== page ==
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Iranian Fajr-5 Rocket by tasnimnews.jpg
Type Rocket artillery
Place of origin Iran
Service history
Used by  Iran

2006 Lebanon War
Gaza-Israel conflict

Syrian civil war
Production history
Designed Said to have started after late 1980s/early 1990s
Manufacturer Aerospace Industries Organization, Sanam Industrial Group, Defense Industries Organization[1][2]
Weight 1,500 kg (System)
90 kg (HE Content)
175 kg (Warhead)
915 kg (Rocket)[3]
Length 10.45 m (Launcher)
6.485 m (Rocket)[3]
Width 2.54 m (Launcher)[3]

3.34 m (Launcher)[3]

Size Comparison

Caliber 333 mm
Elevation 0 to 57 degrees[3]
Traverse 45 degrees left and right[3]
Rate of fire 4-8 seconds[3]
Effective firing range 68-75 km

Speed 1009 m/s

The Fajr-5 (Persian: -?‎, meaning "dawn-5") is an artillery rocket developed by Iran in the 1990s.[4] The system is part of the Fajr family of rockets.


The latest production of the Fajr-5 is installed on a new 6×6 forward control chassis[5] and the platform is now integrated into a complete weapon system rather than an individual launcher. To provide a more stable firing platform four hydraulically operated stabilizers are lowered to the ground before firing. The new chassis has improved cross-country mobility and the forward control fully enclosed cab provides space for the driver and two passengers. Another fully enclosed cabin to the immediate rear of the cab houses the remainder of the crew. The new Mercedes-Benz chassis is similar to that manufactured in China, which is used as the basis for the Norinco (China North Industries Corporation) 122 mm (40-round) Type 90 ARS. While the primary role of this artillery rocket system is the engagement of land targets, AIO says that a radar can be added to give the system the capability to track and engage naval targets. The Fajr-5 missile, which is launched from a mobile platform, reportedly has a range of 75 kilometers (50 mi). Also a two-stage version of the rocket is reported to be produced with a length of 9 m and range of 190 km. But this variant is launched from TELs similar to Zelzal missiles which only has the capacity for a single rocket.

In February 2017, Iran revealed a guided version of the Fajr-5, similar to the Chinese SY300. It has a firing accuracy of 250 m when using INS and 50 m using GNSS, with range from 40-130 km (25-81 mi).[6]


The first Fajr-5 were created when China exported WS-1 MLRS to Iran in the late 1980s/early 1990s.[7] They were then subsequently created and produced by Iran's Aerospace Industries Organization. In May 2006, Iran's Aerospace Industries Organization (AIO) has developed an upgraded version of the well-established Fajr-5 333 mm (4-round) unguided surface-to-surface artillery rocket system (ARS).[8]

Combat record

Iran was reported to have supplied a number of these rockets to Hezbollah forces in Lebanon in 2006.[9]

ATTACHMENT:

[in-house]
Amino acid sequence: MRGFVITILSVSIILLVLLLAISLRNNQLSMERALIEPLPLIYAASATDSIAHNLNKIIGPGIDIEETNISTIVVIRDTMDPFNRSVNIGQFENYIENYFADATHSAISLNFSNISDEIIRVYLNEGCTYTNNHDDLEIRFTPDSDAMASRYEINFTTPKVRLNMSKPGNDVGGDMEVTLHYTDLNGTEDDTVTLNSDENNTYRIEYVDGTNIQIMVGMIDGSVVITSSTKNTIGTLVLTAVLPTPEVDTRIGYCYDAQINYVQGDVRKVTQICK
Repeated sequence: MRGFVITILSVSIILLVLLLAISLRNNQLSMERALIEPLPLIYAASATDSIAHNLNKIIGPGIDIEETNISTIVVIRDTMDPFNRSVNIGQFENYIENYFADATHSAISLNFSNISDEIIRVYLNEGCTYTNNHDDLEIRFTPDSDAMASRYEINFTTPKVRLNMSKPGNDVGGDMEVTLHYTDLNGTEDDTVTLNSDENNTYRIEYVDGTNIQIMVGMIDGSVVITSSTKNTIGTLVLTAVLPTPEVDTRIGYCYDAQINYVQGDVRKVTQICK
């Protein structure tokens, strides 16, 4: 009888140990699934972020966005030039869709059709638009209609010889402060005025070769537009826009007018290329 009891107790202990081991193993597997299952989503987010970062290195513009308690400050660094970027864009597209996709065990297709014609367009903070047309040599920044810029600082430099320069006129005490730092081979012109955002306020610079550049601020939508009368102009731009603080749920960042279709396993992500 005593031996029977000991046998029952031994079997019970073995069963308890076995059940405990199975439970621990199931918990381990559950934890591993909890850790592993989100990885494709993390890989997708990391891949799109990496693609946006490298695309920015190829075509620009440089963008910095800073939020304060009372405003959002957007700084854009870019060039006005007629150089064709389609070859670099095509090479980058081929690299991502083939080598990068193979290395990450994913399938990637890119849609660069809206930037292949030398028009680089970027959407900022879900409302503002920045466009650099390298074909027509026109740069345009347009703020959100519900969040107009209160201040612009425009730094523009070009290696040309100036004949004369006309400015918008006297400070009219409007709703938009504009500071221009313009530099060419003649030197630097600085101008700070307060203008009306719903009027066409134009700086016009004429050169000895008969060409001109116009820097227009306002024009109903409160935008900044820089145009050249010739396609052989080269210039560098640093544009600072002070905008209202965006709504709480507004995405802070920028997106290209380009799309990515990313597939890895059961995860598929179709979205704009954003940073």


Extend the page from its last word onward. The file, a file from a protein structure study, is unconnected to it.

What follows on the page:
Map with Fajr-5 operators in blue with former operators in red

Current operators

Former operators

See also


  1. ^ Aerospace Industries Organization. Archived 2008-07-06 at the Wayback Machine. Retrieved on May 13, 2008.
  2. ^ It is assumed that AIO is responsible for Fajr-5's production since nti.org claims that AIO is responsible for producing missiles of all types except ballistic missiles.
  3. ^ a b c d e f g Fajr-3 & Fajr-5 brochure. Retrieved on May 13, 2008.
  4. ^ "'Gaza rockets can now hit Tel Aviv'". www.spacewar.com. Retrieved . 
  5. ^ Fadjr-5. Archived 2008-05-10 at the Wayback Machine. Retrieved on May 12, 2008.
  6. ^ Iran unveils new Fajr 5 300mm MLRS Multiple Launch Rocket System using guided rockets - Armyrecognition.com, 7 February 2017
  7. ^ Vital Perspective: North Korea. Retrieved on May 12, 2008.
  8. ^ Foss, Christopher F (2006-05-08). "Fadjr-5 artillery rocket system gets new chassis". Jane's Information Group. Archived from the original on 2006-06-14. Retrieved . 
  9. ^ "Le Hezbollah tire des missiles "au-delà de Haïfa" alors que les raids aériens israéliens s'intensifient". Le Monde. 2006-07-29. 
  10. ^ Gannon, Kathy (2006-07-28). "Hezbollah Fires New Rockets Into Israel". Associated Press. Archived from the original on June 29, 2011. Retrieved . 
  11. ^ Roffe-Ofir, Sharon (2006-07-28). "Fajr-5 missiles fired at Israel". YNet. Retrieved . 
  12. ^ "Archived copy". Archived from the original on 2012-11-27. Retrieved . 
  13. ^ Fox news
  14. ^ http://articles.janes.com/articles/Janes-Missiles-And-Rockets-2004/Iran-supplies-improved-rockets-to-Syria-and-Hizbullah.html[permanent dead link]
  15. ^ Fajr-5 missile gives Palestinians rare if short-lived advantage November 16, 2012

External links

  This article uses material from the Wikipedia page available here. It is released under the Creative Commons Attribution-Share-Alike License 3.0.



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